To much glee, the new Star Wars: The Force Awakens trailer debuted online a few weeks ago. After I recovered from turning into my 6-year-old-self drooling over X-wings, costume plans immediately started turning the wheels in my head. Rey’s costume has ‘me’ written all over it – from the resemblance to the actress (which, to me, makes it even funnier that I auditioned for her role (true story! I wrote a post about it here)), to the desert chic look of the outfit. Hellooooo weather-appropriate Dragoncon costume! Not to mention I can actually wear it with my injuries! A friend pointed out that I might be able to use her staff as a walking stick in between photo sessions, which will come in quite handy. Not to mention, this outfit looks like something I’d normally wear. In fact, I plan on ordering double the amount of fabric for this cosplay in order to make a second outfit designed for regular wear. What? So I’m predictable…

Since the trailer was released, I’ve been hard at work gathering every photo of Rey I could find and starting a thread on the Replica Prop Forum to document all of my findings (as well as bounce back and forth with other craftsmen and costumers). But I figure not everyone is on the RPF, so I’m going to document my cosplay progress here as well.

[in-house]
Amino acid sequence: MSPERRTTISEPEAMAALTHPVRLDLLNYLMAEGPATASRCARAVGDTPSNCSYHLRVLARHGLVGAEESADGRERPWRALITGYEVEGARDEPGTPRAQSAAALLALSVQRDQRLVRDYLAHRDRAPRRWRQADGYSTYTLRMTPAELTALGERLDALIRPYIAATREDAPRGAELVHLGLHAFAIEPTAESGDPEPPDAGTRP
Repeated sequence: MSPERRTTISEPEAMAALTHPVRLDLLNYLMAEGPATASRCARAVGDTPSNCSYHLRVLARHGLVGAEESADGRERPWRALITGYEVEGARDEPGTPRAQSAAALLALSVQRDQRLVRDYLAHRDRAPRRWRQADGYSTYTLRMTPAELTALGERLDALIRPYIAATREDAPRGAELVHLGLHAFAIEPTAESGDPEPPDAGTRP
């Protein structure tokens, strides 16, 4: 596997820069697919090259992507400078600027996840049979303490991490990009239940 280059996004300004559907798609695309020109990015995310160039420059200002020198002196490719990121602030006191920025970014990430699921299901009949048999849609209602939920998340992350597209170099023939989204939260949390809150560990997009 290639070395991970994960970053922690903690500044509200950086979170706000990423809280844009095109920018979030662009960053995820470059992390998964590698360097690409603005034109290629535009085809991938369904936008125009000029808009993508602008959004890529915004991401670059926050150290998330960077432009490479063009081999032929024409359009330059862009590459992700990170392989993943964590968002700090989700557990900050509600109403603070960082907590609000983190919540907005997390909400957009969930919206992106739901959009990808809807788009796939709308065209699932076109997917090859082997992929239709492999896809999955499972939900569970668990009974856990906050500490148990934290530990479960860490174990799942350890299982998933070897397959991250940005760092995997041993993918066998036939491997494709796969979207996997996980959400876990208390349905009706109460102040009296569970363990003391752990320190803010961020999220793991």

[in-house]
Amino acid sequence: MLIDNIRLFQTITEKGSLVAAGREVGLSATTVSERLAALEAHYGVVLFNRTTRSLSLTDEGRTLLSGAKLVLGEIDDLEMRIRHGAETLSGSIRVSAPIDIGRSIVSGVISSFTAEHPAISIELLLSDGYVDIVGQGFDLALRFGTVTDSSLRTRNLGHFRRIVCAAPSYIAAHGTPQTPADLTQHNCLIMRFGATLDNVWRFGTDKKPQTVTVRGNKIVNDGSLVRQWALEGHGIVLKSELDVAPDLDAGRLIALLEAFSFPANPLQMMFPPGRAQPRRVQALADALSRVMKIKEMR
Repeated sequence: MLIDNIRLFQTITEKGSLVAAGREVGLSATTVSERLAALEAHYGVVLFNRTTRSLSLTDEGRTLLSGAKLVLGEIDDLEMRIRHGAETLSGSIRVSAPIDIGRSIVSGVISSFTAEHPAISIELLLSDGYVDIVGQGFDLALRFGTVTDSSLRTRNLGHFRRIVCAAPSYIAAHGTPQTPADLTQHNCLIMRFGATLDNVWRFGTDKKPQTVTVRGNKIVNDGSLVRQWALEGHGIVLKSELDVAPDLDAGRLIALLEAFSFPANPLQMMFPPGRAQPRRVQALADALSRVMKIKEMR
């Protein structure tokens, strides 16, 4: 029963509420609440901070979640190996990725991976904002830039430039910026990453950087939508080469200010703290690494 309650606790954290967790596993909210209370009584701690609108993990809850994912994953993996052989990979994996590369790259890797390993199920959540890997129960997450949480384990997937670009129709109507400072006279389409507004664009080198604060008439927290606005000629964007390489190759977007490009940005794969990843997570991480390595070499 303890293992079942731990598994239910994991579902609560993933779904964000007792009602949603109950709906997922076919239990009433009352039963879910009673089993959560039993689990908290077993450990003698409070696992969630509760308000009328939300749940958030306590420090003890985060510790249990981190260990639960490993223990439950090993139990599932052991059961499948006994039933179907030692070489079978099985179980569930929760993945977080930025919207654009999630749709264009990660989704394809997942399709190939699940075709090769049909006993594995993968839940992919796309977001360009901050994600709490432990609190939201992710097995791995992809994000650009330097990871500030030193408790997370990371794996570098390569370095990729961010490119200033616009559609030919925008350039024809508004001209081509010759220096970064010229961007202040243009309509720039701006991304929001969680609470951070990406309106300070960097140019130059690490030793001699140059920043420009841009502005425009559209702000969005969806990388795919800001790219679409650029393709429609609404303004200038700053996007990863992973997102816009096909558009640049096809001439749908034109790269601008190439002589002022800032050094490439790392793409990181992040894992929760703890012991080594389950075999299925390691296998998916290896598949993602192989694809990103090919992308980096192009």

To start, since there are no references for the back of Rey’s costume (and until this morning, none of her side. But I drew this last night, so it looks like I was on target), I decided I’d do what I normally do and draw a costume turnaround.  (I love doing these. So challenging, yet therapeutic.)

Star Wars: The Force Awakens Rey Costume TurnaroundRey1 Rey2 Rey3
Next up…fabric!

At the Star Wars Celebration convention in April, Rey’s costume was actually on exhibit, complete with a handy placard that listed the materials used. As well as the costume being on a white mannequin, it was easier to see that the fabrics are all natural colours rather than dirty white. So I’m thinking I’ll be getting either natural-coloured fabrics or tea-dyeing white fabrics and then distressing the heck of it all. I cannot WAIT for that part! Distressing is uber fun (and a surprising venue of stress relief).


Wrap dress – viscose
Head wrap – cotton
Top hemp and cotton jersey
Trousers silk